Ironically, the Supreme Court’s nearly 549-page judgment begins not by invoking some eminent jurist, but with a reference to Mario Puzo’s novel The Godfather, citing Balzac’s well-known words, “Behind every great fortune there is a crime.” But then most Pakistanis, including judges and military officers, have known for years that the fortunes of Pakistan’s uber-wealthy families come from bending or breaking laws or using political connections for private advantage. Why go looking into the origins of wealth now?
The creation of the JIT, and including two military intelligence service members who are not trained in matters relating to business and finance, says more about Pakistan’s judicial and political system than it says about the merits of this particular case. The issue in Pakistan is never corruption or failing to explain the source of funds for property. It is where someone fits into the permanent state’s scheme of things.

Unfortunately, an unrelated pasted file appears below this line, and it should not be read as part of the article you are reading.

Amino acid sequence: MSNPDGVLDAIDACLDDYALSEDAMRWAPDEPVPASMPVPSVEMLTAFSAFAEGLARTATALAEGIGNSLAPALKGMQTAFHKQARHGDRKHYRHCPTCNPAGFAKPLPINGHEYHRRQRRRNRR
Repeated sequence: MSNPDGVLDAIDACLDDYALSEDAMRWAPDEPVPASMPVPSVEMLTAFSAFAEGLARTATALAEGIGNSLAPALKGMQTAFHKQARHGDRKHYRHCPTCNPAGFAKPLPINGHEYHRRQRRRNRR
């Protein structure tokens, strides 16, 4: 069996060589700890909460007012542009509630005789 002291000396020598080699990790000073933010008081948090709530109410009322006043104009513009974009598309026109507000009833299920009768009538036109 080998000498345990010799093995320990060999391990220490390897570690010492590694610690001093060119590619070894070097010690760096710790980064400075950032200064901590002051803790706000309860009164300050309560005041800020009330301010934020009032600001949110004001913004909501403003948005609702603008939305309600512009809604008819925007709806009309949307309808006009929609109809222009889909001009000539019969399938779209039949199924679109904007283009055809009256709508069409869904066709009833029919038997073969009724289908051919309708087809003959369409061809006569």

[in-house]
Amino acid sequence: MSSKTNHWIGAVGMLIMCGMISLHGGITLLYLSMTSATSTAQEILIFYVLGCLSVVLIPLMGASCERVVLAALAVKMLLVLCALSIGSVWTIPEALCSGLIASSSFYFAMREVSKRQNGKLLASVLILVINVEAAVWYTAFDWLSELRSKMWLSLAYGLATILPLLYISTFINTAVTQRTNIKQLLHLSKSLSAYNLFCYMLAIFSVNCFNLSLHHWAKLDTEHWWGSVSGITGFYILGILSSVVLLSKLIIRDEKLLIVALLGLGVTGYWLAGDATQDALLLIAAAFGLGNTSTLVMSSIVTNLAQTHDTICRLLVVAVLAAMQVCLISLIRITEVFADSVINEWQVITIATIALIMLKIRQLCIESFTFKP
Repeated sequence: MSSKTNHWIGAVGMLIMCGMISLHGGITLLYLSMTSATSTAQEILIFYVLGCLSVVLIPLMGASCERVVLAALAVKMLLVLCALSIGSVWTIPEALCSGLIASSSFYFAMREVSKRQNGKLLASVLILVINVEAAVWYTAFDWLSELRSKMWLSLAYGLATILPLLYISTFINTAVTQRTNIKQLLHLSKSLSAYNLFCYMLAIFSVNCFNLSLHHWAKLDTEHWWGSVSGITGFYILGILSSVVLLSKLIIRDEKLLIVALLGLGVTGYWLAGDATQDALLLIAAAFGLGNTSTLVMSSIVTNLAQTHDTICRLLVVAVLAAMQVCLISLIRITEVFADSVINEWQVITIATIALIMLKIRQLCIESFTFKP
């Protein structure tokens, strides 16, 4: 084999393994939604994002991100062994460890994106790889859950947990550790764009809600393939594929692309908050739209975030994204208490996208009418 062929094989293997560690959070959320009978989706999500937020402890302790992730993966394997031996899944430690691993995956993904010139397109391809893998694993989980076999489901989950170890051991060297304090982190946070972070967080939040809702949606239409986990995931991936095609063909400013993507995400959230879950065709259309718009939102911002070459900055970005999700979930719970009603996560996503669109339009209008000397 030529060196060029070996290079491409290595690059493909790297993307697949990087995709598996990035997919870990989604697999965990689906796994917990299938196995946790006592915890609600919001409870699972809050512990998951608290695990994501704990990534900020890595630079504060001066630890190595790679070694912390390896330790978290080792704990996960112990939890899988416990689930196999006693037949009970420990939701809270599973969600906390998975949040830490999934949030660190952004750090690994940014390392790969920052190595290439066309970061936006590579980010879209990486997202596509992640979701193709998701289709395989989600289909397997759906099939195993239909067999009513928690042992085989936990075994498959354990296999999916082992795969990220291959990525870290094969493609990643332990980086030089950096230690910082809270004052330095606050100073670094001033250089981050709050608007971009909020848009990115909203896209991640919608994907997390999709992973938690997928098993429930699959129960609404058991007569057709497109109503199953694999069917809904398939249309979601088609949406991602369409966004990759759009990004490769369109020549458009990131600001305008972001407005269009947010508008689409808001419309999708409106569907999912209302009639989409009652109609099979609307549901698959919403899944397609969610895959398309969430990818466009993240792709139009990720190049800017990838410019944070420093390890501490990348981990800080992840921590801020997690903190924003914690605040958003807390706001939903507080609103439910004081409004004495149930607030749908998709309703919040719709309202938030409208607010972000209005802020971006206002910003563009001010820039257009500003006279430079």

Nawaz Sharif was fine when he was picked up by General Zia-ul-Haq as leader of a military-backed Punjabi political elite after the coup of 1977. Courts and investigators seldom found anything wrong with the phenomenal expansion of his family’s wealth until he decided to start questioning Pakistan’s military establishment and, in recent years, even assert himself in core policy areas. Politicians can make money as long as they do not seek a role in policymaking. When Benazir Bhutto stood for a different paradigm for Pakistan, she and her husband were subjected to long-drawn legal proceedings over corruption. Asif Ali Zardari might have fewer problems on that score now after he is content to parrot the establishment’s views on national security and foreign policy. Nawaz Sharif is being put through the wringer to become more like Mr. Zardari and less like Bhutto.